Scientist Creates Powder Capable of Capturing CO2Marie Donlon | December 19, 2018
In an effort to reduce carbon dioxide (CO2) emissions from factories — thought to be at least partly responsible for climate change along with other greenhouse gas emissions — scientists from the University of Waterloo have developed a powder that can seize CO2 in power plants and factories.
Developed in the lab of Waterloo chemical engineer Zhongwei Chen, the powder is able to filter and remove CO2 at facilities such as fossil-fuel powered factories and power plants before escaping into the atmosphere. The method, according to the team of scientists, is twice as effective as current methods.
"This will be more and more important in the future," said Chen. "We have to find ways to deal with all the CO2 produced by burning fossil fuels."
In a process known as adsorption, CO2 molecules adhere to the surface of carbon once they are introduced to each other. Considering that it is inexpensive, environmentally friendly and abundant, carbon is an ideal material for capturing CO2, according to the team. As such, the team manipulated the size and pore concentration in carbon materials in an effort to improve the process of adsorption.
The team developed a method for extracting black carbon powder from plant matter using a combination of salt and heat. The carbon spheres that compose the powder include countless pores, the majority of which measure under one-millionth of a meter in diameter.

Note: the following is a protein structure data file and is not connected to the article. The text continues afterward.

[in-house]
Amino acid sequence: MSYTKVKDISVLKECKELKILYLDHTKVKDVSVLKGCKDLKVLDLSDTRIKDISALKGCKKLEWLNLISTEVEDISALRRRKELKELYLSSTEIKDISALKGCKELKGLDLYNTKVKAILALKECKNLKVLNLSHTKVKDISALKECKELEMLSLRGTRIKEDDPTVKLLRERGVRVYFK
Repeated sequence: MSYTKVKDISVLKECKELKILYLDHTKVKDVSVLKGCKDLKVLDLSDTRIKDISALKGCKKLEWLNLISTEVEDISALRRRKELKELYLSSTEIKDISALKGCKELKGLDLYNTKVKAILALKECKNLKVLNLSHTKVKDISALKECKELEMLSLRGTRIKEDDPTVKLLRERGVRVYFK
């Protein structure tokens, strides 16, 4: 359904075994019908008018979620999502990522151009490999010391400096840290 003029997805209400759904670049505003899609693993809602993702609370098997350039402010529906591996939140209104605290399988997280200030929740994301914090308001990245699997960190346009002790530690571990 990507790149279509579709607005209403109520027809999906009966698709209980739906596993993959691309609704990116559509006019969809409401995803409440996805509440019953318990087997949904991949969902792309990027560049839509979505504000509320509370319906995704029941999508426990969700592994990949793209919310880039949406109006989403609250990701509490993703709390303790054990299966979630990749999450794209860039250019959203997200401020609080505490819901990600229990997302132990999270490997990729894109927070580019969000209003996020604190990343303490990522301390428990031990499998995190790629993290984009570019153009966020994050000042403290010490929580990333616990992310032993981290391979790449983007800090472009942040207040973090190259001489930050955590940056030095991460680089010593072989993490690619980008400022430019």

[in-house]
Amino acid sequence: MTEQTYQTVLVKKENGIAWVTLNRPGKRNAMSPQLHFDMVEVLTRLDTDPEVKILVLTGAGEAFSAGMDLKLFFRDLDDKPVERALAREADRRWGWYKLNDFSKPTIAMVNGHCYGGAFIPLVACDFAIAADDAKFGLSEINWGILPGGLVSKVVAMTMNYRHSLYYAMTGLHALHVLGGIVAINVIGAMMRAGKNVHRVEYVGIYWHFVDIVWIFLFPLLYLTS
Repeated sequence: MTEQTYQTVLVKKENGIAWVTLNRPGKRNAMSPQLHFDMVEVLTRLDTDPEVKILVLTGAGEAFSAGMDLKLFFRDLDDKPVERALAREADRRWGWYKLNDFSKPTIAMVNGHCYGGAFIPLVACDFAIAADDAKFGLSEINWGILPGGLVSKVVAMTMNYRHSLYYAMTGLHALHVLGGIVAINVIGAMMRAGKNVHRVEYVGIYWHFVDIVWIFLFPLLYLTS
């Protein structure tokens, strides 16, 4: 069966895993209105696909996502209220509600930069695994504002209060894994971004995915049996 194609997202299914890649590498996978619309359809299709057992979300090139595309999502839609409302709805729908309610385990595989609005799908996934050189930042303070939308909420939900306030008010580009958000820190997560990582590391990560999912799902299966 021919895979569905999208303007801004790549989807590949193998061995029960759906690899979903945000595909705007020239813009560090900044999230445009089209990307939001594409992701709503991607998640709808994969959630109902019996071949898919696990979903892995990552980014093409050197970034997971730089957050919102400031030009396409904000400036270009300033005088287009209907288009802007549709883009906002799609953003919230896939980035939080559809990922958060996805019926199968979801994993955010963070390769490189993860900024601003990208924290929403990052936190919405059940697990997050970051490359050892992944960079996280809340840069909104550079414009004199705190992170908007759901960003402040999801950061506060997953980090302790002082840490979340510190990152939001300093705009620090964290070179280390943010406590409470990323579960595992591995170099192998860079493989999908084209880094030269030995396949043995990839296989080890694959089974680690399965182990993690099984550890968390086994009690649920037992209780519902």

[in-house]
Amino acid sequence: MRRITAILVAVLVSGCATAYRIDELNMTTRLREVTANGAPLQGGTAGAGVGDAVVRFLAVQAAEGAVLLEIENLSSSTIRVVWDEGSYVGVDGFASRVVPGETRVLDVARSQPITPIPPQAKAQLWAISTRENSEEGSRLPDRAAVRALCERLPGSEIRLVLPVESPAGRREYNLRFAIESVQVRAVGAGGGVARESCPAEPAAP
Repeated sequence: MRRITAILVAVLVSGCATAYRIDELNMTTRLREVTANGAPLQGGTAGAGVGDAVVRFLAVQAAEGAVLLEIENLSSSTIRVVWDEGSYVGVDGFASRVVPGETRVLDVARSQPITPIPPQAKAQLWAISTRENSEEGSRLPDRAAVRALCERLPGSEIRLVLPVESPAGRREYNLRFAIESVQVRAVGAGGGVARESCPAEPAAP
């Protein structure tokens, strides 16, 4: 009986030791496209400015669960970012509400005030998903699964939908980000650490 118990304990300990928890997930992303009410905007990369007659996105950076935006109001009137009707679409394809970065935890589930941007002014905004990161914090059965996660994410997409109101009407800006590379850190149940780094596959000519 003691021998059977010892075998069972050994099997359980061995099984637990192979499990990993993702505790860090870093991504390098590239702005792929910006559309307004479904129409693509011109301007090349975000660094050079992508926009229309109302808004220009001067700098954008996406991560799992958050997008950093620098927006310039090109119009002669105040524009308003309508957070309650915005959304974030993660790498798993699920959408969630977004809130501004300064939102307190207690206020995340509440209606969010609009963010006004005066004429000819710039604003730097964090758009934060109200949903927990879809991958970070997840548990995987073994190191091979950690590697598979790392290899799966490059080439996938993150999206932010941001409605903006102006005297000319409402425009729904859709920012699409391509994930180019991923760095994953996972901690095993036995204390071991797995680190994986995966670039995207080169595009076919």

“The porosity of this material is extremely high," said Chen. "And because of their size, these pores can capture CO2 very efficiently. The performance is almost doubled."
Following saturation with carbon dioxide at locations such as fossil fuel power plants, the powder would be gathered and then taken to storage sites where it will be buried in underground geological arrangements, preventing the release of CO2 into the atmosphere.
Chen also envisions other applications for the powder. The process of manipulating both the size and concentration of pores might prove useful in manufacturing optimized carbon powders for the purpose of water filtration and energy storage.
The research appears in the journal Carbon.